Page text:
A particularly simple and still pressure-tight design can be accomplished through putting a head cover over a tubular, or pot shaped, housing body, wherein at least the interior diameter is rotationally symmetrical, preferably also the exterior diameter, which overlaps the tubular housing part through reaching into it or through exterior overlap so that the axial length of an annular gap forming in between relative to the width of the gap is large enough to be safe against ignition passage.

In case a pot-shaped part is used as a housing body, only one such annular gap is created. When using a tubular housing body with a head cover sealing on both sides, two annular gaps exist, whereby any opportunity to reduce such gaps or make them smaller statically helps to reduce risk.

The pressure tightness is accomplished in a simple manner by providing an annular gap between a head cover and the housing wall as a threaded connection and by providing a seal, preferably an O-ring, at one end of the actual axial extension of the thread. Hereby, only an axial extension of the thread, not also the one of the O-ring area, is considered gap length.

Through this design, a head cover can be tightened with a high torque relative to the housing wall, which provides for a high-pressure resistance in combination with a sufficient wall thickness of the housing parts. In one of the head covers, preferably in the center, an opening is provided to insert a cable grommet. The cable grommet, which by itself has to be proof against ignition passage, must also be mounted in a manner that is safe against ignition passage as described, this means with a respective ratio of gap length versus gap width relative to the surrounding housing.

Also, the cable grommet is preferably screwed with an outside thread into an inside thread of a pass-through opening wherein a seal is located at the end of the thread.

Also, in the other head cover, preferably, a central pass-through is located through which a shaft connecting a spiral spring and an angle sensor to the cable drum in a rotation proof manner passes through the housing. Also, a layout, which is proof against ignition passage, has to be achieved through the ratio of length versus width of the annular gap formed around the shaft, wherein the shaft is held in the same head cover, preferably, by a roller bearing after the annular gap, whereby the actual length of the bearing cannot be counted towards the length of the annular gap.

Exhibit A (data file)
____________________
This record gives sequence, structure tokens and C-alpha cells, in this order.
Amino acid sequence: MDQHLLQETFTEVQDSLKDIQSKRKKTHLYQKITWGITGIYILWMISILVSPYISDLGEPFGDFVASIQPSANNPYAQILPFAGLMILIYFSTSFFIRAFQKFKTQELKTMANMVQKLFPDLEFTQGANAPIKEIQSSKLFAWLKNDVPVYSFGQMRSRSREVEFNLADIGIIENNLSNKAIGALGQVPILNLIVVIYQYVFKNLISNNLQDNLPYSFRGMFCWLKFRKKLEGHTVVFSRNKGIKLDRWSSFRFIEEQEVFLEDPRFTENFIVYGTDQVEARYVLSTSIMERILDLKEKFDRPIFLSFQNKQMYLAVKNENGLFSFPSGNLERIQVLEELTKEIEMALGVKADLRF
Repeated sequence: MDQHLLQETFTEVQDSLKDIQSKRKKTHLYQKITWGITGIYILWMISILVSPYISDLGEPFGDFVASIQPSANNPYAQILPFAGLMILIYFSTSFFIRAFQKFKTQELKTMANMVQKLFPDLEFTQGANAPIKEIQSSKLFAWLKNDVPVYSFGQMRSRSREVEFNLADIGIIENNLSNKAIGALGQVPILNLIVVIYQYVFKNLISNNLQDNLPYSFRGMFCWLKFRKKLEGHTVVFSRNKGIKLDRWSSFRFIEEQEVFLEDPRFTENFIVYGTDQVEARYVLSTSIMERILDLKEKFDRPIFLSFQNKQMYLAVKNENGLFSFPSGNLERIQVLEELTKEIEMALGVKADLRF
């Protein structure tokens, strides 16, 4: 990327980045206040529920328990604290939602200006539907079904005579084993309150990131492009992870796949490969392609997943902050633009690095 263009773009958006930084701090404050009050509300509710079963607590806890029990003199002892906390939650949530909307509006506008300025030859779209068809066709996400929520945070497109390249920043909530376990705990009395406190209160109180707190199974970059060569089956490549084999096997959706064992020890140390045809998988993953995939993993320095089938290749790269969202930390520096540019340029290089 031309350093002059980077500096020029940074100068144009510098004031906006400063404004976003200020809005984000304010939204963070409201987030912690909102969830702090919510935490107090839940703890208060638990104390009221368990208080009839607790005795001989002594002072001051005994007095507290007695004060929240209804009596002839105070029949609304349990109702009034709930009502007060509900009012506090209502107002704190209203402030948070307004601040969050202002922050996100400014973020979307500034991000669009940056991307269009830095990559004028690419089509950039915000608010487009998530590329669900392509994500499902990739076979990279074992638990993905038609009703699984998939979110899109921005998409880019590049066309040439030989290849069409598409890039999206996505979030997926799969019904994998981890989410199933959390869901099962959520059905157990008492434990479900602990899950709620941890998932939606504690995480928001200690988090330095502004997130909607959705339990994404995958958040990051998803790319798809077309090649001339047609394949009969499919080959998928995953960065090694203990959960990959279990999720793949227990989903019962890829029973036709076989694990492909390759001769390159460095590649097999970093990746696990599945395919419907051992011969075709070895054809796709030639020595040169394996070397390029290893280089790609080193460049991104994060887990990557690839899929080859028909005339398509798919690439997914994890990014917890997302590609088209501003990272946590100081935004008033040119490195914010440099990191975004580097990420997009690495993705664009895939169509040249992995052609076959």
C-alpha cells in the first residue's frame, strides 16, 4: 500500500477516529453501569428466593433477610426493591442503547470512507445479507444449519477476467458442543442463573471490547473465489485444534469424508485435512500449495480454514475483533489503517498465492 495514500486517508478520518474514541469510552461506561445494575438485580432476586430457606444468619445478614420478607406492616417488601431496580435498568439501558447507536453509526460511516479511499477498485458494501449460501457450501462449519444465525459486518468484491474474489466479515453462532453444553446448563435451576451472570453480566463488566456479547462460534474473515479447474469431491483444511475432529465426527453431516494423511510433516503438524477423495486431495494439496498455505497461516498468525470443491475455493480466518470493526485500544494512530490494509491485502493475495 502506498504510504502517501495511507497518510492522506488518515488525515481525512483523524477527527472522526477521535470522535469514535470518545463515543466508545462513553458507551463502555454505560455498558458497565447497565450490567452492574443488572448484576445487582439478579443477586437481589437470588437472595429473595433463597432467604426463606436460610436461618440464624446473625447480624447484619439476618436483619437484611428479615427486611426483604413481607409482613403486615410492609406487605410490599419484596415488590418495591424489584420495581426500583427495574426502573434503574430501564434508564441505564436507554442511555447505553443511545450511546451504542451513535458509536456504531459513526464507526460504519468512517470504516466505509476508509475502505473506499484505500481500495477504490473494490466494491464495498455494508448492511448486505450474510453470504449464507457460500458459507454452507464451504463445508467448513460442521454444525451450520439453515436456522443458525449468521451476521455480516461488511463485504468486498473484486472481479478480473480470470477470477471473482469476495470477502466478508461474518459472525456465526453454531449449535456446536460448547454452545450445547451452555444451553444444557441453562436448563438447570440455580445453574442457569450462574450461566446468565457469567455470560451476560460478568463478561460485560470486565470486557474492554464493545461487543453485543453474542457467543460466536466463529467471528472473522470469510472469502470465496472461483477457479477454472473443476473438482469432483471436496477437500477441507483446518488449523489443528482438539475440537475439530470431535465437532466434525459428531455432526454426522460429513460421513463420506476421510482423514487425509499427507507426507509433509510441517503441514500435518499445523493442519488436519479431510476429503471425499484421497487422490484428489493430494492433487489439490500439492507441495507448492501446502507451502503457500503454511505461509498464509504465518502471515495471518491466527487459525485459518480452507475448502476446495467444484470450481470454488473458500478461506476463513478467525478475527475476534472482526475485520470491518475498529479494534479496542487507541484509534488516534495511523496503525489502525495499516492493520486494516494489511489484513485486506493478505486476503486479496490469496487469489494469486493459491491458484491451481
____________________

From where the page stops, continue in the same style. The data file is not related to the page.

The length of the required annular gaps can be achieved in a simple manner by making the head cover from material thick enough so that, at least in the area of the holes through this head cover and of the annular gaps, the required length of the annular gap is achieved without additional measures.

The non-pressure proof housing section is pot shaped and placed onto the outside of the pressure proof housing section, preferably, at its front face, directly or indirectly.

Indirect mounting is preferred, wherein standoff plates are initially placed onto external front faces of head covers, radially protruding beyond the head covers whose external diameter is approximately equivalent to the diameter of the housing body, serving to place the pressure-proof housing section with its longitudinal axis parallel to a base plate.

These standoff plates are bolted through pass-through holes into blind holes in the head covers or in the bottom of the pressure-proof housing section.

For this purpose, the pass-through holes in one of the standoff plates are provided as arched, long holes centrally located around the middle to be able to align the rotation position of the second standoff plate flush with the first standoff plate, in spite of the rotation position of the head cover relative to the body of the pressure-proof housing not being determined before the mounting.

A particularly simple assembly method is provided through providing the connecting shaft at the inside end, this means at the end inside the pressure-proof housing section as a hollow shaft, and inserting a shaft end of the angle sensor in a rotation proof manner.

Similar, for mounting the printed circuit board which carries the processing electronics with a head space from the angle sensor and from the head cover opposite to the shaft, in particular in a plane perpendicular to the longitudinal axis of the rotationally symmetrical pressure proof housing section, where it is bolted to the spring housing e.g. through a spacer in order to be electrically connected with the angle sensor after mounting the spring, the spring housing and the angle sensor.